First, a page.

San Juan National Historic Site

The most popular of historical attractions in Old San Juan though has got to be the San Juan National Historic Site. Visiting this historic site, will take you back 500 years in time. On this site, you can see the remaining city walls along with two forts, Castillo San Felipe del Morro (commonly referred to as El Morro) and Castillo San Cristobal. These forts took 200 and 150 years each to be built. Both forts were used to defend the island of Puerto Rico and during World War II, El Morro was used by the USA to keep watch on German submarines in the Caribbean.

The park is open daily (except for Thanksgiving, Christmas Day and New Years Day) from 9:30am – 4:30pm and admission is $10. You can tour the forts on your own but look out for the ranger talks going on in the fort while you are there to learn more about the history.

While at the San Juan National Historic Site, make sure to check out the beautiful views of the surrounding area, they are certainly breathtaking!

View from San Juan National Historic Site

Seeing El Morro from the outside by the water is also a beautiful experience. Take a walk along the Paseo del Morro which follows along the coast. The walk does dead end at the fort as seen in the photo below, but it’s not a long walk and the views are worth seeing again on the walk back.

Paseo del Morro connects to another great walkway in Old San Juan, Paseo De La Princesa. This beautiful walkway also offers stunning coastal views. Along the Paseo De La Princesa, you will come across street vendors and the Fuente Raices (Roots Fountain). This fountain is in honor of the 500th anniversary Spain’s discovery of the New World.

Fuente Raices

These two walkways are not the only great places to walk in Old San Juan. Walking the historic streets is definitely quite the treat. Old San Juan is full of colorful buildings that are just stunning to see as you walk thru the historic city streets.

My favorite thing I saw while walking around Old San Juan was located on Calle San Jose. There I found the famous door painted as the Puerto Rican flag. This is definitely an Instagram worthy location for your Old San Juan visit.

Puerto Rican Flag Door

Along with all that I mentioned, Old San Juan also has many great shops and restaurants. You could definitely spend a good portion of a day here.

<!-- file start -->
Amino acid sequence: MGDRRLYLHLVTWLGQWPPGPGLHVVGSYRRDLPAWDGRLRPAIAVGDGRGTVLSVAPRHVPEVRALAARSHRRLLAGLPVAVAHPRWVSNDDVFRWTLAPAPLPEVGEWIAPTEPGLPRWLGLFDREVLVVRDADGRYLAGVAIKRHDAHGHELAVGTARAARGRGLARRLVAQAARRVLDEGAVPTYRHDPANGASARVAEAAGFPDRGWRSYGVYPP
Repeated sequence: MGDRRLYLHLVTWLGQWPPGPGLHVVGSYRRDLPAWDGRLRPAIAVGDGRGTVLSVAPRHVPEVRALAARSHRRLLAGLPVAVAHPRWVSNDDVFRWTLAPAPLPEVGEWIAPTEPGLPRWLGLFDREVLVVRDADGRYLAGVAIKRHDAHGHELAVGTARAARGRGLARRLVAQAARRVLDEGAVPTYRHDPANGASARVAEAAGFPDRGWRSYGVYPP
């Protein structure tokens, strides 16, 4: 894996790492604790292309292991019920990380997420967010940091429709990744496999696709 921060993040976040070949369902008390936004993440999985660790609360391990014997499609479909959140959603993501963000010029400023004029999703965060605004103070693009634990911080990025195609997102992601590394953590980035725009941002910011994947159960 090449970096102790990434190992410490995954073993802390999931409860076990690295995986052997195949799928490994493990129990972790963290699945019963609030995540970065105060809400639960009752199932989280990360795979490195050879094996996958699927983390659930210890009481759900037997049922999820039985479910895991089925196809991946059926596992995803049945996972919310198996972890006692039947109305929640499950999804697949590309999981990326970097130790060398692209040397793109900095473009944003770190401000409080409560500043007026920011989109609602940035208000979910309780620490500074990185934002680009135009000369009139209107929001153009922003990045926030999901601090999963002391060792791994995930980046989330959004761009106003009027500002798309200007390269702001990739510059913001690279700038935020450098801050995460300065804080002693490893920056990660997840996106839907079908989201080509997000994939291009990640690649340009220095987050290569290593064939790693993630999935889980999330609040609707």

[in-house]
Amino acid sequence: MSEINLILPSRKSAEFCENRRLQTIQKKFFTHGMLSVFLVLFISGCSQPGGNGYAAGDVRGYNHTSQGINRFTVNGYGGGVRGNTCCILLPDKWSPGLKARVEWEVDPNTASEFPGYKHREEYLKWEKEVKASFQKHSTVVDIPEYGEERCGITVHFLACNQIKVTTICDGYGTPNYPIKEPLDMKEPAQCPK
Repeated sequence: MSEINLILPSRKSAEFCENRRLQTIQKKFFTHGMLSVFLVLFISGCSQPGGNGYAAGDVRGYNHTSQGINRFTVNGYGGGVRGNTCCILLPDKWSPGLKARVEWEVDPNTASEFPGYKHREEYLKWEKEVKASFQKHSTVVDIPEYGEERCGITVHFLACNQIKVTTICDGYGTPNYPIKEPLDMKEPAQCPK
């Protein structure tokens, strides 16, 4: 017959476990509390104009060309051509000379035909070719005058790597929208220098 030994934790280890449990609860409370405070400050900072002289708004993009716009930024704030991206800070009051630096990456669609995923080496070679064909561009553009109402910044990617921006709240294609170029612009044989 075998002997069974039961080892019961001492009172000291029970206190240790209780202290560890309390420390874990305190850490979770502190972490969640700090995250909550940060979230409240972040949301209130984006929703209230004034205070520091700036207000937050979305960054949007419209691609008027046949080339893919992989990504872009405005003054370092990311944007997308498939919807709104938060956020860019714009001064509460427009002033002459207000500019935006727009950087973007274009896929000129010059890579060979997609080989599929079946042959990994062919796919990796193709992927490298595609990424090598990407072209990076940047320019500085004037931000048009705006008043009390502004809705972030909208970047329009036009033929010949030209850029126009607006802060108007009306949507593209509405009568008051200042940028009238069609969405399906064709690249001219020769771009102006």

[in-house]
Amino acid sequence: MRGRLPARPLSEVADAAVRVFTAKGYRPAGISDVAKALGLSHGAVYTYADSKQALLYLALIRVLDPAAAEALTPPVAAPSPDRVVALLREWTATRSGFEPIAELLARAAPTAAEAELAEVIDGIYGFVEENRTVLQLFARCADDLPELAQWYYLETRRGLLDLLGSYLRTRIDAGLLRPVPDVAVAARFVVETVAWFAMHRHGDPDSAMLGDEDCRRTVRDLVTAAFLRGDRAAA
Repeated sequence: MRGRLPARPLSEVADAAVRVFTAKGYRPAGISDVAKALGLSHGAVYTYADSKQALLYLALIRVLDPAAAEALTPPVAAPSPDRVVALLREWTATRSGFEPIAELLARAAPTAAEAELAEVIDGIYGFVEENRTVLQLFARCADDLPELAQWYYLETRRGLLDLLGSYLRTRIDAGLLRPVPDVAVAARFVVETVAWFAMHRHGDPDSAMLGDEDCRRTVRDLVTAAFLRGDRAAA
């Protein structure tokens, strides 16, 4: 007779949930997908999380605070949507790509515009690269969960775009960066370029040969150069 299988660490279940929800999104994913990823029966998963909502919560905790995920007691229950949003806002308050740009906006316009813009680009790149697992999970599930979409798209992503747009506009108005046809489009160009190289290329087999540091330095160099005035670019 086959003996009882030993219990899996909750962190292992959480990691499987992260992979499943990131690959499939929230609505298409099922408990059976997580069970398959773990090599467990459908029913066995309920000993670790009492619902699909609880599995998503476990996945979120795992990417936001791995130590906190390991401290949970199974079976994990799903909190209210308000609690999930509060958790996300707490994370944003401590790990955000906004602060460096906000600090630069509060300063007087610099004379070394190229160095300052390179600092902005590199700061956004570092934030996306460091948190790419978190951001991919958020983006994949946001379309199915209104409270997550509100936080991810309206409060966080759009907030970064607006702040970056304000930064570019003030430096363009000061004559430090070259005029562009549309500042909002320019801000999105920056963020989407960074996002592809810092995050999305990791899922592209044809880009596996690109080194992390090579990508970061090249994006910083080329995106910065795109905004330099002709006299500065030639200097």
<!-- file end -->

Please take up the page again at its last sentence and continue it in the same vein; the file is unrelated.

Of course, no vacation to somewhere in the Caribbean would be complete without some beach time. Just like other Caribbean islands, Puerto Rico is full of beaches. Right outside of San Juan there are many beaches, the three most popular being Condado Beach, Ocean Park Beach and Isla Verde Beach. If you are staying in a hotel or renting a house or condo near San Juan, chances are you will be right near one of these beaches. All of these beaches are great for relaxing, swimming, taking a walk and watching the sunset.

The most beautiful beach that I visited while in Puerto Rico was Luquillo Beach. Located about 30 miles from San Juan, Luquillo is known as the la Capital del Sol (the Sun’s Capital) which is probably why this beach is just so perfect. This beach looks like it’s straight out of a postcard and is the perfect spot to spend a relaxing afternoon.

While you could bring a picnic to the beach, I highly recommend visiting Los Kioskos de Luquillo while at this beach. These beachside kiosks feature restaurants, bars and gift shops. It’s the perfect spot for some authentic Puerto Rican food like Mofongo. If you are unfamiliar with Mofongo, it’s mashed fried plantains with garlic and olive oil and can be accompanied by meat or seafood. I had never heard of Mofongo before I visited Puerto Rico, but I definitely fell in love with it while I was there, so delicious!

Mofongo at Los Kioskos de Luquillo

El Yunque National Forest

Located about 5 miles from Luquillo Beach is the only tropical rainforest in the United States National Forest Service, El Yunque National Forest. This rainforest gets on average 120 inches of rainfall each year. Oddly enough after running a half marathon in tropical downpours and getting stuck in tropical rain on the beach for two days straight, the day I visited the rainforest was the first day I didn’t see rain in Puerto Rico, go figure!

El Yunque National Forest

Like many National Parks in the United States, El Yunque National Forest has moved to a reservations system to visit the rainforest. Reservations can be made up to 30 days in advance with timed entry during a 3-hour time frame. One reservation per car is required and there is a $2 reservation fee.

Trees in El Yunque National Forest

El Yunque is full of gorgeous views, waterfalls and hiking. Climb the Yokahu Observation Tower to view the lush rainforest from above. The tower is located at 1,575 feet and is 69 feet high. The views from the tower are stunning and on a clear day you can even see all the way to the Virgin Islands.